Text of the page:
Ardry Farm is run by Mark Ardry and his father Willis. They've been doing beef since the 80s but their real specialty is potatoes. They grow the best potatoes in PA. That said, their beef is pretty terrific as well. Mark recognizes the market for responsibly raised beef, so he’s taking over the beef from Willis and planning to grow the operation.
Distant cousins to Mark and Charlie Hall of Rattle Snake Mountain Farm, Barry Hall and his son Barry Hall have a beautiful plot of land in Julian, PA. They have a cow-calf herd that graze through idyllic wooded plots. Barry Sr. taught me that wilted cherry leaves could kill calves, though on the trees the leaves are harmless. Unfortunately, one of Barry's neighbors didn't know this fact and threw wilted cherry leaves within eating distance of a unknowing and curious calf. Losing a calf is a big loss for anyone especially a small farmer. Unlike poultry, lambs, goats and pigs where a farmer can harvest within a year, the investment in beef is at least two years! The Barrys don't use any antibiotics or hormones and finish their cattle on grains.
Dan Kniffen doesn't usually sell beef, he's in the breeding business. Dan helps other farmers improve their herds by raising pure Herefords. We met with Dan trying to find other farmers that might want to work with us and to our great surprise, our model piqued his interest. Sure enough, Dan got held back some beef and raised them for us. His beef have a deep red color and yellow fat cover with white fat closer to the meat. The flavor is out of this world. We're glad to have given Dan another way to make money for his farm. Dan's beef are pasture raised finished on grains without antibiotics or hormones.
Grassy Meadow Farm is run by Amos Beiler, an Amish farmer from Jersey Shore, PA. Amos raises delicious California Red lamb for us out on pasture. He finishes his animals on non-GMO grains towards the end of their lives. His lamb are extraordinarily tender and have a nice pronounced lamby flavor. Amos also raises 100% grass fed beef.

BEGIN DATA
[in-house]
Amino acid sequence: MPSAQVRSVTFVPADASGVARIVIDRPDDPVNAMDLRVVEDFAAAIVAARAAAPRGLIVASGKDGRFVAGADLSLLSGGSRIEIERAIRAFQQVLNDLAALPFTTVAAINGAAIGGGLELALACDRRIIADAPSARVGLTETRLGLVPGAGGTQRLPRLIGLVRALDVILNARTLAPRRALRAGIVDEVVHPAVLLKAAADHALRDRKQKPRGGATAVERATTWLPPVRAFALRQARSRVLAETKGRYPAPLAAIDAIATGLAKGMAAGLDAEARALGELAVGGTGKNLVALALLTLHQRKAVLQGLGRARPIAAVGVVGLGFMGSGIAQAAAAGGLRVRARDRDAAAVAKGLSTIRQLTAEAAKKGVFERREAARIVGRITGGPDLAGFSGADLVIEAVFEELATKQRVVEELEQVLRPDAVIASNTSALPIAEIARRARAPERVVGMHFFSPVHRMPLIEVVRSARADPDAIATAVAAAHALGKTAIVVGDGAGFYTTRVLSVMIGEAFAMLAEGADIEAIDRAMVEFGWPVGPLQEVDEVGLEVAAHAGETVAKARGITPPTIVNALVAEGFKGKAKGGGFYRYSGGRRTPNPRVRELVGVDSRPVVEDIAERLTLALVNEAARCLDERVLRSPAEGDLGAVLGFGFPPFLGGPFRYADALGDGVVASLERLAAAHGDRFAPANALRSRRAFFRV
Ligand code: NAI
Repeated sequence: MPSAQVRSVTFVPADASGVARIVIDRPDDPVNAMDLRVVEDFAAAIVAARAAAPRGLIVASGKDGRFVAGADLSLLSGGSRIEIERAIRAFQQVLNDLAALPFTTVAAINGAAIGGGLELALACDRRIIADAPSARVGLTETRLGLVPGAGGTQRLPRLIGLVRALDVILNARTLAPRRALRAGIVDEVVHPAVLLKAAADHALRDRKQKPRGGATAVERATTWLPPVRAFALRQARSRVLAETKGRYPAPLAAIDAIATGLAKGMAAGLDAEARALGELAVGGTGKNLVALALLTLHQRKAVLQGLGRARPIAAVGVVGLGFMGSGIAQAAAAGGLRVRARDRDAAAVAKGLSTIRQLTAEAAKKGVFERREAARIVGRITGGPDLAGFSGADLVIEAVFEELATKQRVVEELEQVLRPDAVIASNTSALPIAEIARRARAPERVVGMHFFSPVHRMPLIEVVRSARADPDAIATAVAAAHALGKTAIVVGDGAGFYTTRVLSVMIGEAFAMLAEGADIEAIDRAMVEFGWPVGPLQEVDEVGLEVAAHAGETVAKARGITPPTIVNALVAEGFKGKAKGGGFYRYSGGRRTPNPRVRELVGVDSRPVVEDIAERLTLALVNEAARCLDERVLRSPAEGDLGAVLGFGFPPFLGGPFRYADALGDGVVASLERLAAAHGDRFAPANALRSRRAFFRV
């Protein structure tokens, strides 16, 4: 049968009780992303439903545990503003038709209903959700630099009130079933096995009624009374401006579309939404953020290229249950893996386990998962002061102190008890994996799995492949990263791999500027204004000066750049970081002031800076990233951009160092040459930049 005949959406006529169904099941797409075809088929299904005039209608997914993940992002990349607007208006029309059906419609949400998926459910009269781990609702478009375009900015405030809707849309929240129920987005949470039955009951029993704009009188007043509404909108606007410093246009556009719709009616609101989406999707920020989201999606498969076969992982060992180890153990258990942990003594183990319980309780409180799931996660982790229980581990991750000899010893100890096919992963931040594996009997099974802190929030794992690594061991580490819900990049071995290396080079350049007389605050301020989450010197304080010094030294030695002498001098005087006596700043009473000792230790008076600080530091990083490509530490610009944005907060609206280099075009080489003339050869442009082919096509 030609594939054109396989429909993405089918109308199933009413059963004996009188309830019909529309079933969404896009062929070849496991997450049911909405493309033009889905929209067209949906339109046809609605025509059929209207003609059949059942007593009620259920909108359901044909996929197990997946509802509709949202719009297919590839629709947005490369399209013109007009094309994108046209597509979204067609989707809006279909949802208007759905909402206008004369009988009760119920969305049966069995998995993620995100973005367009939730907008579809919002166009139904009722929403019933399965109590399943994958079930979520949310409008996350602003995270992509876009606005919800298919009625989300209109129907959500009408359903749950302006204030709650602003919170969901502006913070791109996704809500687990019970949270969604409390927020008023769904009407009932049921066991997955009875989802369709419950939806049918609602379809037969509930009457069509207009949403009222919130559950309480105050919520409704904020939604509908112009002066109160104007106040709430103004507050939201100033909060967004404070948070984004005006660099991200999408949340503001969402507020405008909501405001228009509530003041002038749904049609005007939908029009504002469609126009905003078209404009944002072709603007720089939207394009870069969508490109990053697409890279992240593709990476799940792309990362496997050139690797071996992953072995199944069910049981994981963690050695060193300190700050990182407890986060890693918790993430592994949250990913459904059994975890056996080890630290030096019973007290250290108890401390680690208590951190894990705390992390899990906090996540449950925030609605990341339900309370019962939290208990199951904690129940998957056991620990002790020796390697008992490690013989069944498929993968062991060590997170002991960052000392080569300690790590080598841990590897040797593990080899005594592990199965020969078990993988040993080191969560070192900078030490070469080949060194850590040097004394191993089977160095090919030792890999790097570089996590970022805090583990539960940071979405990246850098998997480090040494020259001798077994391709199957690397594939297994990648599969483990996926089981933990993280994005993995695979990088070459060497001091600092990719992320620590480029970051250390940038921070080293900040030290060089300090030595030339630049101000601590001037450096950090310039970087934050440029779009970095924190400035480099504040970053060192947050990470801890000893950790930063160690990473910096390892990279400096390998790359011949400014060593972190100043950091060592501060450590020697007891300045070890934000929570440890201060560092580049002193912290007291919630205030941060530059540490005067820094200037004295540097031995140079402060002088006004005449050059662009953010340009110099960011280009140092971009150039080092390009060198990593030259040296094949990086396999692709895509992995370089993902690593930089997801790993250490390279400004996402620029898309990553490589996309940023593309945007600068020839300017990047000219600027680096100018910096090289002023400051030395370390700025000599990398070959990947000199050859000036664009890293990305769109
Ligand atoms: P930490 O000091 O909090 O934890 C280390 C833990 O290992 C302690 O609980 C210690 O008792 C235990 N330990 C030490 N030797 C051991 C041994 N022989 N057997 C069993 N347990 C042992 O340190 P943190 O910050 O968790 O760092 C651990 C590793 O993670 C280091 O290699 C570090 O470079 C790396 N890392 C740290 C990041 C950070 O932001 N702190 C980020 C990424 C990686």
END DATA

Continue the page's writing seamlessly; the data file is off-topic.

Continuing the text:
We're so honored to count these restaurants amongst our clients
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At Happy Valley we believe a return to local, direct farming is key to improving the lives of farmers and food animals. This belief is what our business is based on, and it’s why all of our meat comes from farmers who take their time and treat their animals right.
By the end of 2018, all of our farms and slaughter facilities will be following our welfare standards and, by 2021, independently certified by Animal Welfare Approved, Certified Humane, or other third-party programs recognized by the ASPCA’s Shop With Your Heart program. To get there, Happy Valley will work alongside our farmers using publicly published welfare guides, on-farm tools, and funding to support the welfare of our animals.
Our standards adhere to the “5 Freedoms” that all animals under human care must have:
by ready access to fresh water and diet to maintain health and vigor
by providing an environment with appropriate shelter, comfort, and climate
by prevention, rapid diagnosis, and treatment
by providing sufficient space, facilities, and company of other animals of the same species
by ensuring conditions and treatment that avoid mental suffering
Rising Spring Meat Company is our most important partner; on top of being the gateway to the agriculture community of the area, they also serve as our eyes and ears ensuring consistent high quality beef.
The plant knows who produces the best beef in the area and how they raise their beef. With that knowledge, we go out and meet the farmers who are a good fit for our program. We let the farmer tell us the price that he/she needs to survive.
We take whole animals so the farmer doesn't have to deal with the messy side of business. They can focus on what they do best, farming.
We dry age the beef for two to three weeks to ensure that deep, beefy flavor.
Chefs request custom cuts that aren't industry standard and the butchers are all too happy to oblige.
The plant inspects each piece of meat to make sure it's the best we can send out.
We partner with FedEx so that we can track our packages every step of the way. FedEx is one of the most efficient users of hydrocarbons in the world, and we benefit from their expertise.
Traceability is one of our key values. We want our restaurants to know who raised their meat, where and how. We take chefs out regularly to meet the farmers and see Happy Valley.